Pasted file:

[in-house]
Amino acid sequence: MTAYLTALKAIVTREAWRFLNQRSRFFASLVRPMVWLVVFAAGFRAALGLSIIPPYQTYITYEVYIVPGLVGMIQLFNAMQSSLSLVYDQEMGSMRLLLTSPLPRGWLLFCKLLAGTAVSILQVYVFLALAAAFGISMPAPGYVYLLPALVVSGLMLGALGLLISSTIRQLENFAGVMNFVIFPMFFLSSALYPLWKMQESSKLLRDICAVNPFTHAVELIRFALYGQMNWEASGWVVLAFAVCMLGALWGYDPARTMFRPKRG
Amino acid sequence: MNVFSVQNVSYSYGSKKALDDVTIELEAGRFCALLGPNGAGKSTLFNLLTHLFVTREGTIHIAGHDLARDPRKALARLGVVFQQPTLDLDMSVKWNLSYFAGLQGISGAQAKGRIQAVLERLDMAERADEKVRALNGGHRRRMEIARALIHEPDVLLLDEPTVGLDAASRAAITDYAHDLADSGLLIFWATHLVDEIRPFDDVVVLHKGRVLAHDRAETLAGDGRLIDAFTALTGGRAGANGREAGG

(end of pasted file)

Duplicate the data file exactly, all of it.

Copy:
[in-house]
Amino acid sequence: MTAYLTALKAIVTREAWRFLNQRSRFFASLVRPMVWLVVFAAGFRAALGLSIIPPYQTYITYEVYIVPGLVGMIQLFNAMQSSLSLVYDQEMGSMRLLLTSPLPRGWLLFCKLLAGTAVSILQVYVFLALAAAFGISMPAPGYVYLLPALVVSGLMLGALGLLISSTIRQLENFAGVMNFVIFPMFFLSSALYPLWKMQESSKLLRDICAVNPFTHAVELIRFALYGQMNWEASGWVVLAFAVCMLGALWGYDPARTMFRPKRG
Amino acid sequence: MNVFSVQNVSYSYGSKKALDDVTIELEAGRFCALLGPNGAGKSTLFNLLTHLFVTREGTIHIAGHDLARDPRKALARLGVVFQQPTLDLDMSVKWNLSYFAGLQGISGAQAKGRIQAVLERLDMAERADEKVRALNGGHRRRMEIARALIHEPDVLLLDEPTVGLDAASRAAITDYAHDLADSGLLIFWATHLVDEIRPFDDVVVLHKGRVLAHDRAETLAGDGRLIDAFTALTGGRAGANGREAGG